As for the radio itself, on the same antenna, side by side with a fully loaded FT-847, a stock FT-857D, and trusty rusty old Kenwood TS-140S, I don't notice much difference on receive unless there is noise on the band, adjacent strong signals to deal with, I want the audio to sound really good, or I wish I didn't have to tune up and down the band to see if anyone is there. The TS-140 sounds good, but doesn't have the rejection or DSP, and the FT-847 has the rejection, but doesn't have the sound quality or as good a DSP. The FT-857D, well, it's an FT-857D. It has sound. The TS-140S cost $2125 in 2011 dollars, the FT-847 with filters ran about $2000 in 2011 dollars, and the FT-857D is almost 1/2 the price of the 3000.

Even a brand new Flex 3000 with a custom built dedicated quad core PC and monitor costs slightly less than a TS-140S.

The Flex 3000, combined with Windows and a Firewire interface, is not sold, promoted, advertised or suggested for use in a life/safety application. I wouldn't use it, or any ham radio, to control Uncle Ned's ventilator. On the other hand, if I want to have a good time playing in the amateur radio hobby, I use my Flex 3000. It hasn't failed me in that respect.
N9WX Rating: 5/5 Jan 13, 2013 19:46 Send this review to a friend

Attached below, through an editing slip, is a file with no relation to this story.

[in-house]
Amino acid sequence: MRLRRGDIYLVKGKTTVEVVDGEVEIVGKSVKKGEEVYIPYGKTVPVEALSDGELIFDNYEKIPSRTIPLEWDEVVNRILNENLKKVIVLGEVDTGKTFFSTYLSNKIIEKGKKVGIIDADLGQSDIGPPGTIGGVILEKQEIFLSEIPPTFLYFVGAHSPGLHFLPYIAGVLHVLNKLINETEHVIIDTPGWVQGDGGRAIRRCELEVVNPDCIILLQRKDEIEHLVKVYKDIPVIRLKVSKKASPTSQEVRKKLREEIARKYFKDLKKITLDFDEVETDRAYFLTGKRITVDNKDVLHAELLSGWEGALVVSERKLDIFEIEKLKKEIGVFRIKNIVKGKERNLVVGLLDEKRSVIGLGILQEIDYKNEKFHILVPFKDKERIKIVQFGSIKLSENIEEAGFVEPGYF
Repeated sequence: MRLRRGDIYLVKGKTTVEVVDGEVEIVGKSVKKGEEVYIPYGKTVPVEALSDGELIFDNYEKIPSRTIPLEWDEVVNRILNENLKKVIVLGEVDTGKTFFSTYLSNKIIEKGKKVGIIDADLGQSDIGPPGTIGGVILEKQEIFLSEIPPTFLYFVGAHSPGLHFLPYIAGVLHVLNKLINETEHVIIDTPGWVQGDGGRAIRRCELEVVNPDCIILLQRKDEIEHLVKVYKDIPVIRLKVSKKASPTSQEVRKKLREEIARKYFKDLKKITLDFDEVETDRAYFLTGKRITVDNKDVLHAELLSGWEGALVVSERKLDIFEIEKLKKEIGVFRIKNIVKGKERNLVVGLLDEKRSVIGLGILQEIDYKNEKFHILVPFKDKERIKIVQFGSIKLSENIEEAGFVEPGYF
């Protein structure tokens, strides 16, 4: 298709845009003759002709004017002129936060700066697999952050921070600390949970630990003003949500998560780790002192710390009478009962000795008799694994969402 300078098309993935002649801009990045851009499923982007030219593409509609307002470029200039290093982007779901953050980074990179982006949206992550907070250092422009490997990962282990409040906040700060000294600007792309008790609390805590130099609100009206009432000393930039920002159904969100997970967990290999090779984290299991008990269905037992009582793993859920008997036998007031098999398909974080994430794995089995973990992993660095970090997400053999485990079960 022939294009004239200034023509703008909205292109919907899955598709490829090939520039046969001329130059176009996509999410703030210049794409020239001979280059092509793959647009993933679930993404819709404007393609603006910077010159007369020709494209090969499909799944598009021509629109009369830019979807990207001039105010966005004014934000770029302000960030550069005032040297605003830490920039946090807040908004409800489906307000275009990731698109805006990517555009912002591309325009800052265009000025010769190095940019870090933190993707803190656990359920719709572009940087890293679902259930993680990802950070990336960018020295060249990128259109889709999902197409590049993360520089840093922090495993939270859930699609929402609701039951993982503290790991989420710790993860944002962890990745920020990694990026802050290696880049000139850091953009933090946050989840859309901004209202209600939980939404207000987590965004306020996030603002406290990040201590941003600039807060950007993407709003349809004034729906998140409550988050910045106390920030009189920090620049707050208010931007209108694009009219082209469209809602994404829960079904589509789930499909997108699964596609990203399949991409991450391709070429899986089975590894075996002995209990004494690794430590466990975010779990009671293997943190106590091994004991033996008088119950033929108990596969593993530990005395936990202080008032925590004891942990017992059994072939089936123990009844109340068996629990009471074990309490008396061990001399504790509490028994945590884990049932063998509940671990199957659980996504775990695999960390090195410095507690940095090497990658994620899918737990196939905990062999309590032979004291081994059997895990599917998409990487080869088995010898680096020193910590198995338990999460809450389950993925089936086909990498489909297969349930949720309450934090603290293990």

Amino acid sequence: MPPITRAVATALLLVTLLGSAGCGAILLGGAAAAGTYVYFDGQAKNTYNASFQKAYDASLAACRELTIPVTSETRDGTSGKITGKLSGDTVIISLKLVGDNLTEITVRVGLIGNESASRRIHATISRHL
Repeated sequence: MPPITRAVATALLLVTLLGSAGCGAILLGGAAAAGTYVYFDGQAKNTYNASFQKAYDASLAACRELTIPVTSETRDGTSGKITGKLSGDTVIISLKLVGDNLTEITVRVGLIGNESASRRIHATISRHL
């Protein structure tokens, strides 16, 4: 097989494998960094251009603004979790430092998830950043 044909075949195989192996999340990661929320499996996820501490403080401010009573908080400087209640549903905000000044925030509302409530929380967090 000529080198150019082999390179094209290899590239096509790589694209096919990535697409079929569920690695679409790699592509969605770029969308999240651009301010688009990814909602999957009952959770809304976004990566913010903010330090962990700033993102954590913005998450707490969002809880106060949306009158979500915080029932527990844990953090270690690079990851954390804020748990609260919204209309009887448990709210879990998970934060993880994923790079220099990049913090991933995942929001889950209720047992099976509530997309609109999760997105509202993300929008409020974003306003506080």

LOVE IT!  Time owned: 0 to 3 months
Hi everyone...I just got a slightly used one about a week ago! I LOVE IT! Now...I noticed a gentleman a few reviews down who kept having the software lock up and shut down. My guess is RF getting into the rig. Had the same problem a little once in a some more clip on ferrite beads! My Firewire had one on it... I put 2 more, and it seems to have (knock on wood) solve the problem. Had an individual build me a computer (to the specs on the flex website) for $ average CPU usage is 13%! This rig is AWESOME! You can NOT touch a rig at this caliber for anywhere near $1,600.00!!! You need to do your self a favor and at least, TRY ONE!!! Find a friend and play with theirs! LOVE IT LOVE IT! Nothing like it! One of the top receivers in the Sherwood tests. Beats the IC-7800! Just try one! I am listening to it as I type this...NO Problems! I have a Radio Shack 33-3038 mic on it and people love the sound! ($20.00)